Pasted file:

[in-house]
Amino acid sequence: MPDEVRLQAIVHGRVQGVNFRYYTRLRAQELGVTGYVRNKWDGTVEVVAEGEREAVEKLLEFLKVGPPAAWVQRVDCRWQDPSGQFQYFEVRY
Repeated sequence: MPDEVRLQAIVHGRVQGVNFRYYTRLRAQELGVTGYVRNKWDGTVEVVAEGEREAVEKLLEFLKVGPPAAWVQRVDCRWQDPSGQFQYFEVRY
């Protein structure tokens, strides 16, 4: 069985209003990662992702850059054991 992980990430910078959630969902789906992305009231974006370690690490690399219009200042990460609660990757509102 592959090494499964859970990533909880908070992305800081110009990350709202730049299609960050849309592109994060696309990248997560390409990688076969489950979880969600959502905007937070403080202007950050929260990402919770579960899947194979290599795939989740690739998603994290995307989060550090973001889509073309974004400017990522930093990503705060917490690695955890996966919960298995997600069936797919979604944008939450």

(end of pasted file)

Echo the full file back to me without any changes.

[in-house]
Amino acid sequence: MPDEVRLQAIVHGRVQGVNFRYYTRLRAQELGVTGYVRNKWDGTVEVVAEGEREAVEKLLEFLKVGPPAAWVQRVDCRWQDPSGQFQYFEVRY
Repeated sequence: MPDEVRLQAIVHGRVQGVNFRYYTRLRAQELGVTGYVRNKWDGTVEVVAEGEREAVEKLLEFLKVGPPAAWVQRVDCRWQDPSGQFQYFEVRY
């Protein structure tokens, strides 16, 4: 069985209003990662992702850059054991 992980990430910078959630969902789906992305009231974006370690690490690399219009200042990460609660990757509102 592959090494499964859970990533909880908070992305800081110009990350709202730049299609960050849309592109994060696309990248997560390409990688076969489950979880969600959502905007937070403080202007950050929260990402919770579960899947194979290599795939989740690739998603994290995307989060550090973001889509073309974004400017990522930093990503705060917490690695955890996966919960298995997600069936797919979604944008939450």